Then as we were walking down below in the jungle area, we stopped to admire the bromeliads that are blooming.

Frog egg flower small
Notice anything?

Frog eggs in plantHow about now?

When I looked inside the leaves of one of them I spotted a bunch of little slimy marbles. I carefully took a couple of them out and looked at them. They were frog eggs in various stages of development! Sometimes they would kick and swim around in their fluid. I was happy to see these frogs because frogs are often the indicator of a healthy ecosystem free of very many contaminants or poisons. So cool!

Frog egg
Frog in his own little bubble

Living Without a Car in Puerto Rico

Posted by Cassie

Can it be done? Can you live car free in Puerto Rico? This past week we had the opportunity to answer this very question. Not by choice, but by necessity.

Britton was going to go run a quick errand to the local agro near downtown Rincón when the truck broke down and wouldn’t start back up. He tried to find a part and fix it in the parking lot, but the nearest auto repair shop didn’t have the fuel pump in stock. So he left the truck there and commenced the long walk back to our house in the hills.

House and yard and sky
Back at la finca

He had left around 8am in the truck and I expected him to be back around 9am at the latest. By the time he came strolling through the gate he was covered in sweat and it was nearly noon.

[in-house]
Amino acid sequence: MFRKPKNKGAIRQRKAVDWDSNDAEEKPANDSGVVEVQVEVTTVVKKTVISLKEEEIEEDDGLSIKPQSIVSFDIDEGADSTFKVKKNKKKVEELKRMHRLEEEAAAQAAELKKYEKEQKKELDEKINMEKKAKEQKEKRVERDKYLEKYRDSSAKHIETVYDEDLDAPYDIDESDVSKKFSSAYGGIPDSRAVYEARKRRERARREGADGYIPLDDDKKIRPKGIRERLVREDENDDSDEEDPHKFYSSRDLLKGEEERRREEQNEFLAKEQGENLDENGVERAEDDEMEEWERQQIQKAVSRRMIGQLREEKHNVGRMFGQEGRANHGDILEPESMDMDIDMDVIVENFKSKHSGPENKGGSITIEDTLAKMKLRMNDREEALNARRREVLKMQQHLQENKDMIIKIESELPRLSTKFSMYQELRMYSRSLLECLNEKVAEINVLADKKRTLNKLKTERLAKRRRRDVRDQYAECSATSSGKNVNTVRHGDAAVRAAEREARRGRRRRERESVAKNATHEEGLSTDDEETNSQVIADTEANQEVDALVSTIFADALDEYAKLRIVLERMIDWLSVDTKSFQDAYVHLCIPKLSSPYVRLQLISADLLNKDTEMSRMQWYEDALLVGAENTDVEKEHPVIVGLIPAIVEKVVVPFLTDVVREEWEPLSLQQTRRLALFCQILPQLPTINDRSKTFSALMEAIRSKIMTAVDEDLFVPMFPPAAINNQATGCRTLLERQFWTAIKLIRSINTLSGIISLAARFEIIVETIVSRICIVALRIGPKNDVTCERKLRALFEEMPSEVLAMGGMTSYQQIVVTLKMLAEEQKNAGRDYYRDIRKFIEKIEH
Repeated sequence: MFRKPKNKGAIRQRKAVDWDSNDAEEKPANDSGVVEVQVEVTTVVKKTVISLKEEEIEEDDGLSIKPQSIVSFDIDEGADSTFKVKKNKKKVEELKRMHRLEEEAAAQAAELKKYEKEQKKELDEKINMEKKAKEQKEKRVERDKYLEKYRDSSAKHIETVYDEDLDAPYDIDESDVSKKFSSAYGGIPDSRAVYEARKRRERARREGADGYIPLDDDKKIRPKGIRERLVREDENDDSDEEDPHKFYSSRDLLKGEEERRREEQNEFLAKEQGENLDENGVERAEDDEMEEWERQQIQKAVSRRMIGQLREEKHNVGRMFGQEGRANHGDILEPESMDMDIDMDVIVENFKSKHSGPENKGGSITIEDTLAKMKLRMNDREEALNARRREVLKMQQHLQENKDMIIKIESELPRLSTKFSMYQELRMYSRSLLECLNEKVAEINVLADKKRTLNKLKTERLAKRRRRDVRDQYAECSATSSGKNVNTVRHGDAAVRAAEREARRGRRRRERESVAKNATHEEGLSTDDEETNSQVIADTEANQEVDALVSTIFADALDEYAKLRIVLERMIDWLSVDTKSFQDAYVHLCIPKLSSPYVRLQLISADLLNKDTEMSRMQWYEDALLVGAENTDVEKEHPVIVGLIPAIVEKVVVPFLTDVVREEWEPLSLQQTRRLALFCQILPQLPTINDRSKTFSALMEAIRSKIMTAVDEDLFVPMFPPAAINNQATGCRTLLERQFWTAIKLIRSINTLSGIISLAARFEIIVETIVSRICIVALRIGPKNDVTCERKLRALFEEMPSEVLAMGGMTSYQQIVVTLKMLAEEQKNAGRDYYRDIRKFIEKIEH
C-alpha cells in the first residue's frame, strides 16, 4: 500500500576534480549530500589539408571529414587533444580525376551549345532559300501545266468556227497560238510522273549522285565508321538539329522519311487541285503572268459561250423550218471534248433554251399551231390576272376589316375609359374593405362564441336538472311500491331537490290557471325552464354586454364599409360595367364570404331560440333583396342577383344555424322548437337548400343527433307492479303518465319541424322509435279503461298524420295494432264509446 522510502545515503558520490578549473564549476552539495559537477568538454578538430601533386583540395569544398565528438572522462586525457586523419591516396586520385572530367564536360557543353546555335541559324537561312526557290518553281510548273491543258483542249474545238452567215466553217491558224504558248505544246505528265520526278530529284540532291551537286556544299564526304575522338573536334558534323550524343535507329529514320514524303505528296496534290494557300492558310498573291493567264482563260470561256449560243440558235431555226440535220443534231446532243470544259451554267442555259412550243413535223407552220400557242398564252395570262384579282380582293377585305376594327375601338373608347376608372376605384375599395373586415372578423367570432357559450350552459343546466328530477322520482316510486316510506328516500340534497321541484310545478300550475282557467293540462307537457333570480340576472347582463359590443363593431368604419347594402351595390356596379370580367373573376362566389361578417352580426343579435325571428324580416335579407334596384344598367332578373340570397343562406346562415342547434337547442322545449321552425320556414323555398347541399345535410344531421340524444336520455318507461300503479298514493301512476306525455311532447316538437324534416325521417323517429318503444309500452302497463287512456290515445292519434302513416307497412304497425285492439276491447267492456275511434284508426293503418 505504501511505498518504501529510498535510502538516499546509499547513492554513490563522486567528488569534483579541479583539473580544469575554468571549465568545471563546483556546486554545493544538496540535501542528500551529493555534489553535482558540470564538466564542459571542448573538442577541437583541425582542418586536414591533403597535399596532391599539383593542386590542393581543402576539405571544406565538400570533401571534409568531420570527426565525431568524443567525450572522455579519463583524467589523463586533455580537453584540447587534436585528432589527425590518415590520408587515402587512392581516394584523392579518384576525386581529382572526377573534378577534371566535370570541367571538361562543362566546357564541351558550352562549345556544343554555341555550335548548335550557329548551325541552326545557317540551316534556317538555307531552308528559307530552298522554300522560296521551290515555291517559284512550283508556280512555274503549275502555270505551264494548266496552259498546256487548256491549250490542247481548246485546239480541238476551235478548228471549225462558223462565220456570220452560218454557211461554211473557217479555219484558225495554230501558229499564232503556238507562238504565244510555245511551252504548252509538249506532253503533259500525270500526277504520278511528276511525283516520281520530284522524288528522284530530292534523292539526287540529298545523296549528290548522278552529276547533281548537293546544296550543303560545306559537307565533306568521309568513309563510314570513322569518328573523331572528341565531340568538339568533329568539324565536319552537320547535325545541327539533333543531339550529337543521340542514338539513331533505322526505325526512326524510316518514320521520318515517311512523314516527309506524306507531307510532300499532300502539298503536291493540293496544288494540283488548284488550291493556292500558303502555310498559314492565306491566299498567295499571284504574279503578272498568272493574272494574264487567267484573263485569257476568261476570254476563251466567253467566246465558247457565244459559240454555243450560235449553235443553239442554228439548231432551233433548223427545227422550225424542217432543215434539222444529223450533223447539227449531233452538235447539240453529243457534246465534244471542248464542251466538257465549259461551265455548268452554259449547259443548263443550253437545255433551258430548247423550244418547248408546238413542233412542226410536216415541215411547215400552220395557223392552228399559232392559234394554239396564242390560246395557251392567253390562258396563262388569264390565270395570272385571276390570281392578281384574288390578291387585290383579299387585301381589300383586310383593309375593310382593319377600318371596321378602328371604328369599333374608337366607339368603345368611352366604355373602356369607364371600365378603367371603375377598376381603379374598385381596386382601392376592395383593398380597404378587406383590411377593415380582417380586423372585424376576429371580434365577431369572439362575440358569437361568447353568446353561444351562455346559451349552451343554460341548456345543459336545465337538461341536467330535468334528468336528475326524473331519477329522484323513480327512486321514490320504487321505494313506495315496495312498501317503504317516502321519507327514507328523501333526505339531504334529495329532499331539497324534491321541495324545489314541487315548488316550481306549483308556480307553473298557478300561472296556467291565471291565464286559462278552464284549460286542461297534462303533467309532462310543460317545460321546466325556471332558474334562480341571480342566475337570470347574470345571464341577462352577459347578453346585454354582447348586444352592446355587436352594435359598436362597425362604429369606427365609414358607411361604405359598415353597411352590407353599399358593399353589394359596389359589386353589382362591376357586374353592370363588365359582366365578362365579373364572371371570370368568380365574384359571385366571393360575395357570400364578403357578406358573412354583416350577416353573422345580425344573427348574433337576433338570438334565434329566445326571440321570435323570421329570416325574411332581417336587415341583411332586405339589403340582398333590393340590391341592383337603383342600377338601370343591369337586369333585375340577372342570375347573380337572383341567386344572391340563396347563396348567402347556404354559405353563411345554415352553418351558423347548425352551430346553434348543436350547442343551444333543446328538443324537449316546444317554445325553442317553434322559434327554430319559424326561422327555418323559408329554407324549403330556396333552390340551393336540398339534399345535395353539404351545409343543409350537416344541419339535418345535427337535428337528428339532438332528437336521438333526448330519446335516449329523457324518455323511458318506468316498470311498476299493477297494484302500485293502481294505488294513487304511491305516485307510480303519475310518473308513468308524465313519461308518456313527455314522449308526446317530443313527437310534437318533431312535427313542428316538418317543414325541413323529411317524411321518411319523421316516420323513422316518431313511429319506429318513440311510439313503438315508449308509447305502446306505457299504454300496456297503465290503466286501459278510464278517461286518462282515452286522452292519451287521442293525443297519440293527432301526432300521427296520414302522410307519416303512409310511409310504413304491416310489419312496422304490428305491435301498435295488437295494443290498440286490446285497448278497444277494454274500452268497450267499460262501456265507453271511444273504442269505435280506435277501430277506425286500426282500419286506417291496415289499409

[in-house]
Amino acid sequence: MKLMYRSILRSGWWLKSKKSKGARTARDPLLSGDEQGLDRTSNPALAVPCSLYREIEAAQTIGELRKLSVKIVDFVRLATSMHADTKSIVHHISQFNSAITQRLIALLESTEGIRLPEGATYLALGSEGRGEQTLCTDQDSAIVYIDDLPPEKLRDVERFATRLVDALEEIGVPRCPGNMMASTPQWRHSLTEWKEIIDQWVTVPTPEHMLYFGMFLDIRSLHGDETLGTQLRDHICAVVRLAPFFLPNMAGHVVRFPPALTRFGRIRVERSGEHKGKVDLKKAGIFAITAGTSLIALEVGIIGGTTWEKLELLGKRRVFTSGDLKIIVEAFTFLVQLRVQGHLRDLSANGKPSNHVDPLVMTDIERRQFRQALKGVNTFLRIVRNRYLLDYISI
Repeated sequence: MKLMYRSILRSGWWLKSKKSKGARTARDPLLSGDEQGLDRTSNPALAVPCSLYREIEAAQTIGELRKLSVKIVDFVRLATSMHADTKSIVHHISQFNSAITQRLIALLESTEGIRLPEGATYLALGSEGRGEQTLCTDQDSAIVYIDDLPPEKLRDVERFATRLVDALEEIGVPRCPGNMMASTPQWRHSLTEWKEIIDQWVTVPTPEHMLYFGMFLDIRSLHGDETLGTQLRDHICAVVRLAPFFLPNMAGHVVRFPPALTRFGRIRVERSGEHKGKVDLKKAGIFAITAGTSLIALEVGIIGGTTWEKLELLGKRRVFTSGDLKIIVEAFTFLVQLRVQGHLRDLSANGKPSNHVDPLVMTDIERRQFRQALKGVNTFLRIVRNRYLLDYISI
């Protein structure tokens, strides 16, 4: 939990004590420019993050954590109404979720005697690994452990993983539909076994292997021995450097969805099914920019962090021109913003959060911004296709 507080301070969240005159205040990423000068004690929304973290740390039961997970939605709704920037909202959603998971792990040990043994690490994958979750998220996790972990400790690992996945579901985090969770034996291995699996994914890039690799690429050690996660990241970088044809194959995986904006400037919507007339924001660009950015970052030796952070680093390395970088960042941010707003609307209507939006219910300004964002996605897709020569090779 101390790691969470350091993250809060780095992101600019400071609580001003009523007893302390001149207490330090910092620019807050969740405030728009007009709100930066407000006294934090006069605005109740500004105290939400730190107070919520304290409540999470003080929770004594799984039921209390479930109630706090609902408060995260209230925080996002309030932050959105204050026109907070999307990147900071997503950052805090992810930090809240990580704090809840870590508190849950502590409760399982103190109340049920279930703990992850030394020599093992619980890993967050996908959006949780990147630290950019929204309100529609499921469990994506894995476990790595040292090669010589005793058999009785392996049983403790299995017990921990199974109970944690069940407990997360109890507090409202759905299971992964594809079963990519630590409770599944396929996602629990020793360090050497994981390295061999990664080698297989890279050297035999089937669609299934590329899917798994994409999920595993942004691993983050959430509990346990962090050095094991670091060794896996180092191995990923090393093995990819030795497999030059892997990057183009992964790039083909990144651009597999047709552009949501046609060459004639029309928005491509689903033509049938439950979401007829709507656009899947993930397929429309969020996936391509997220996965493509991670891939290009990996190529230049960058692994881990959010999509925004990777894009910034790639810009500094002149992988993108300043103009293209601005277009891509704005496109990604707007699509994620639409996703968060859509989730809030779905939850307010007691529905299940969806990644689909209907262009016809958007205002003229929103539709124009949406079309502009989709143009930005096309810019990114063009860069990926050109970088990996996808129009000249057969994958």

It became immediately obvious in that moment and the next ones to come where our weaknesses and dependencies, and also our ingenuity and strengths were.

We have become very dependent on vehicle transportation for our every need and want. We use the truck to get a vast majority of our groceries at the grocery store, we take it to Mayaguez for items that we can’t find in Rincón and we even just take it down to the beach for yoga or a swim. In a sense, our truck has become our legs and without legs you start to feel immobile.

Another dependency was on the parts from “elsewhere” to ship to Puerto Rico. They make cars so specific now that each make and model has a unique part and all of these are made somewhere like China and have to be shipped in. So when the internet company somehow lost the product in-transit to Puerto Rico that left another major dependency. Where would we get this one unique part for our car that is rarely in-stock? Not to mention that this whole system-including the vehicle itself- runs on non-renewable fuel which we know is a limited supply. What would we do without fuel?